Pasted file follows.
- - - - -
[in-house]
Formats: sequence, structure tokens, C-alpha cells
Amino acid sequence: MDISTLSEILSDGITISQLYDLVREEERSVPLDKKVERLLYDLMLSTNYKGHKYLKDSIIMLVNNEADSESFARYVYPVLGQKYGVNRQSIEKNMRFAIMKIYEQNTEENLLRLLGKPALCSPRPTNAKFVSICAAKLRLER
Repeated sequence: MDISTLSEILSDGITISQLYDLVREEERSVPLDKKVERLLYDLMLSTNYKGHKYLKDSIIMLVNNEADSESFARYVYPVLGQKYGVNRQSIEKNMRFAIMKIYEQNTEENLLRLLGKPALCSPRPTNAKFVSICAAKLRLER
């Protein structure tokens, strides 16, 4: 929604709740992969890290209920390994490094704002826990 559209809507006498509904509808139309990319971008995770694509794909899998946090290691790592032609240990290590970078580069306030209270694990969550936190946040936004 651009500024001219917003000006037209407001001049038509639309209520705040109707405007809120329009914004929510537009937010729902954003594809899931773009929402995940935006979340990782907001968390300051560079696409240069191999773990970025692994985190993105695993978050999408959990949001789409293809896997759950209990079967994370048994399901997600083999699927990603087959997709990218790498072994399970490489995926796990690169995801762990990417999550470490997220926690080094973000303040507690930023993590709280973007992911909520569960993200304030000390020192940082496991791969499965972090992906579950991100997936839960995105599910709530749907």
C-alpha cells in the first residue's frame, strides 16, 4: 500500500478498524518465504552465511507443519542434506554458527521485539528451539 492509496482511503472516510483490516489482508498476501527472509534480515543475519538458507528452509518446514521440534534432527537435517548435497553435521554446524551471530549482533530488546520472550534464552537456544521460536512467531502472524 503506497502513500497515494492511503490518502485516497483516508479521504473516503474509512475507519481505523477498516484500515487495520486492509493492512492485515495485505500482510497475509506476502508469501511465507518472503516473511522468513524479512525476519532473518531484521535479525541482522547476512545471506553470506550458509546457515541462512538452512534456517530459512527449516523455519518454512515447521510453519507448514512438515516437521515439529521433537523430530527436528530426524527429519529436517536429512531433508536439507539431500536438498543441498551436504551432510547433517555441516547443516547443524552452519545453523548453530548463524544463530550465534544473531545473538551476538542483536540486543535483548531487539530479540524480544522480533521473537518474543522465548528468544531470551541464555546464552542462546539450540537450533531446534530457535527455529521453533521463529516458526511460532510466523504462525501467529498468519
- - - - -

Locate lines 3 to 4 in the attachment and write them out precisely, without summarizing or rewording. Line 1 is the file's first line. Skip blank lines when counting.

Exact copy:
Amino acid sequence: MDISTLSEILSDGITISQLYDLVREEERSVPLDKKVERLLYDLMLSTNYKGHKYLKDSIIMLVNNEADSESFARYVYPVLGQKYGVNRQSIEKNMRFAIMKIYEQNTEENLLRLLGKPALCSPRPTNAKFVSICAAKLRLER
Repeated sequence: MDISTLSEILSDGITISQLYDLVREEERSVPLDKKVERLLYDLMLSTNYKGHKYLKDSIIMLVNNEADSESFARYVYPVLGQKYGVNRQSIEKNMRFAIMKIYEQNTEENLLRLLGKPALCSPRPTNAKFVSICAAKLRLER